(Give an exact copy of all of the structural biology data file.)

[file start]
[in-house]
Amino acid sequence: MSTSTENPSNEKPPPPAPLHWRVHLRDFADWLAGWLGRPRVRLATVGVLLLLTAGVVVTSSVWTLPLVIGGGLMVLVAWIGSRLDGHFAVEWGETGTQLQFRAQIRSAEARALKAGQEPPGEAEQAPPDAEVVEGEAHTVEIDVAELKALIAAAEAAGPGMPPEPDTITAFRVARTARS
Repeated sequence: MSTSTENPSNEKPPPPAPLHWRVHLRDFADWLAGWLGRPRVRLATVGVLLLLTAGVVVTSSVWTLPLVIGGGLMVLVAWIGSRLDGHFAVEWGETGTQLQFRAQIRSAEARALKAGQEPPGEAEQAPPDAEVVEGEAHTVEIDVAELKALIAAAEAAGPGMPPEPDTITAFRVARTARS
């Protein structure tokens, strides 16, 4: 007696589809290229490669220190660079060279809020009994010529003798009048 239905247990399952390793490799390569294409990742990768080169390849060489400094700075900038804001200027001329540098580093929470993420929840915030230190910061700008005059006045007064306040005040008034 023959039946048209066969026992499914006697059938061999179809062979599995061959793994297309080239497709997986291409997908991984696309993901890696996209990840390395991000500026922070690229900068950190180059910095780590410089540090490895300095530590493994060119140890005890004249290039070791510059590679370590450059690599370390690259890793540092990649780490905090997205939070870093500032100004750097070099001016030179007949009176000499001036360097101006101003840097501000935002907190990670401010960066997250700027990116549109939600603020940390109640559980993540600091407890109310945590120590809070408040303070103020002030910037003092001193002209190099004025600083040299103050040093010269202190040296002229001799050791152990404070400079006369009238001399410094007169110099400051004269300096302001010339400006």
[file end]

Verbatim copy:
[in-house]
Amino acid sequence: MSTSTENPSNEKPPPPAPLHWRVHLRDFADWLAGWLGRPRVRLATVGVLLLLTAGVVVTSSVWTLPLVIGGGLMVLVAWIGSRLDGHFAVEWGETGTQLQFRAQIRSAEARALKAGQEPPGEAEQAPPDAEVVEGEAHTVEIDVAELKALIAAAEAAGPGMPPEPDTITAFRVARTARS
Repeated sequence: MSTSTENPSNEKPPPPAPLHWRVHLRDFADWLAGWLGRPRVRLATVGVLLLLTAGVVVTSSVWTLPLVIGGGLMVLVAWIGSRLDGHFAVEWGETGTQLQFRAQIRSAEARALKAGQEPPGEAEQAPPDAEVVEGEAHTVEIDVAELKALIAAAEAAGPGMPPEPDTITAFRVARTARS
């Protein structure tokens, strides 16, 4: 007696589809290229490669220190660079060279809020009994010529003798009048 239905247990399952390793490799390569294409990742990768080169390849060489400094700075900038804001200027001329540098580093929470993420929840915030230190910061700008005059006045007064306040005040008034 023959039946048209066969026992499914006697059938061999179809062979599995061959793994297309080239497709997986291409997908991984696309993901890696996209990840390395991000500026922070690229900068950190180059910095780590410089540090490895300095530590493994060119140890005890004249290039070791510059590679370590450059690599370390690259890793540092990649780490905090997205939070870093500032100004750097070099001016030179007949009176000499001036360097101006101003840097501000935002907190990670401010960066997250700027990116549109939600603020940390109640559980993540600091407890109310945590120590809070408040303070103020002030910037003092001193002209190099004025600083040299103050040093010269202190040296002229001799050791152990404070400079006369009238001399410094007169110099400051004269300096302001010339400006």